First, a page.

Joep Brentjens, chairman of VNU, confirmed that talks had taken place but said the two companies were unable to agree on the range of businesses that the merged group should pursue.
It was not until April 1991 that Pearson and Elsevier made the final decision to part, following Elsevier's pounds 440m purchase of Pergamon from Maxwell. 'It was almost like changing brides,' Mr Vinken bizarrely remarked.
By then Lord Blakenham, Pearson's chairman, was able to blame the rupture on the Gulf War and the relative movements of the pound and the guilder, as well as the two companies' share prices. But earlier ambitious schemes for jointly run European financial newspapers never got further than a telephone-based financial news service in the Netherlands in association with the Amsterdam Stock Exchange.
Possibly Lord Blakenham's insistence on Elsevier board meetings being conducted in English did not encourage the closest relations. Needless to say, there was no question of the Dutch prevailing at the equivalent meetings at Pearson.
It is notoriously difficult to make mergers of broadly equal- sized companies succeed. After the initial polite noises, either one side becomes dominant or the two fall apart.
When a merger is international, the risks multiply. Unilever and Royal Dutch/Shell are two of the handful that have endured. As we explain below, they have done so mainly because of extremely complex and well-balanced organisational structures.
Of the latest attempts, the Swedish end of the engineering group, Asea Brown Boveri, has in effect been subsumed into what is a Swiss-based multinational. And at two recent Anglo-French mergers, papermaker, Arjo Wiggins Appleton, and CarnaudMetalbox, the can producer, the French sides have largely taken over.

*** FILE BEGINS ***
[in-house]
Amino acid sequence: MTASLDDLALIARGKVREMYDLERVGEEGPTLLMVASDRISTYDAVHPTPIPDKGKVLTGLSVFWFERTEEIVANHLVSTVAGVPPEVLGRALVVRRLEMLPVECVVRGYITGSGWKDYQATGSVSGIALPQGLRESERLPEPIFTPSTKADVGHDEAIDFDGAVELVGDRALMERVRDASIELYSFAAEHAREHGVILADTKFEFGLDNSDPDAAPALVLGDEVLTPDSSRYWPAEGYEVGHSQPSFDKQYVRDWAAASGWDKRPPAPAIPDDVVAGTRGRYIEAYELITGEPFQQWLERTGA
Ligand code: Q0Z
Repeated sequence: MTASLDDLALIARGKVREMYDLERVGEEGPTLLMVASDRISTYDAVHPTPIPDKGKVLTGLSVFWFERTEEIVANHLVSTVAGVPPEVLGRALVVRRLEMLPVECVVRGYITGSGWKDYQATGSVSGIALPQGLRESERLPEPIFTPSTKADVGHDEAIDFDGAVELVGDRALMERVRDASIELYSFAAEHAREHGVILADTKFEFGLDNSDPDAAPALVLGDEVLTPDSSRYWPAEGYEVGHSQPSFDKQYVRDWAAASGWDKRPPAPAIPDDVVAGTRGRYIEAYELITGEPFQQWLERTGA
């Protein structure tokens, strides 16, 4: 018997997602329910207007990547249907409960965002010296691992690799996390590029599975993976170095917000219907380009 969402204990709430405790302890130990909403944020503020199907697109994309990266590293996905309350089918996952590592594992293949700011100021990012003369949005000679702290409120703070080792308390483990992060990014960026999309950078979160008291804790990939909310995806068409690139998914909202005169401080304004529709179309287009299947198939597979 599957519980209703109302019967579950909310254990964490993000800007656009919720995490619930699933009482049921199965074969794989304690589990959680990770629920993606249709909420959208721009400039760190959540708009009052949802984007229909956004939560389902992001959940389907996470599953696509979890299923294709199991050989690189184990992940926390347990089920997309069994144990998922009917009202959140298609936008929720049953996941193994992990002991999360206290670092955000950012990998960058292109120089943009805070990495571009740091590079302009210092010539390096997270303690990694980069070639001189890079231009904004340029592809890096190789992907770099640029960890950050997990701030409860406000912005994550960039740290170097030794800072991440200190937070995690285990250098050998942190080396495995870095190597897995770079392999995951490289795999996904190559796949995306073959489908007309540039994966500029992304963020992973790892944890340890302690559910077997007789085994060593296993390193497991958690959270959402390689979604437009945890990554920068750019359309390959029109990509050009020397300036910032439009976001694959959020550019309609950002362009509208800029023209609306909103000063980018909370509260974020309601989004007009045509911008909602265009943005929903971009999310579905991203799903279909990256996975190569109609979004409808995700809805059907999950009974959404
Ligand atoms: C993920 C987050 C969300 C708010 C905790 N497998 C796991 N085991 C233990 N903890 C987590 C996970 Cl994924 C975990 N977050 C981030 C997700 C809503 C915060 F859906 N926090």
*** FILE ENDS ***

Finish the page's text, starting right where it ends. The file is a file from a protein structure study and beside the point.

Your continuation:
From the start of the merger negotiations in 1992, Reed and Elsevier or - to be more precise - Mr Davis and Mr Vinken were at cross-purposes over the relative powers of the chairman and executive committee under the combined set- up. The 1992 merger document devotes four closely printed pages to management arrangements. Under these, Mr Davis would be deputy chairman and chief executive, but 'day-to-day responsibility for the combined operating business will be delegated by the board of Reed Elsevier to its executive committee.'
Although both sides compromised, that tension was never resolved. The Dutch agreed to promote Mr Davis to co- chairman of the executive committee, but insisted that the committee must have the last word.
Against his own inclinations, Mr Davis was apparently persuaded to go along with this arrangement by Reed's non-executive directors. But trouble flared again early this year, and events began to move towards last week's split.
Senior executives at Unilever and Shell point out that they are able to avoid such clashes by filtering out likely mavericks before they reach the board.
Reed Elsevier did not have that luxury, as Mr Davis was himself a prime mover behind the merger.
Now it appears that the Dutch will have the upper hand for several years at least, with possibly adverse implications for the group's ability to take difficult decisions.
Media analysts last week echoed Lord Matthews' verdict on Mr Irvine's elevation: 'Direction will come from Holland, and Irvine will go along with it.'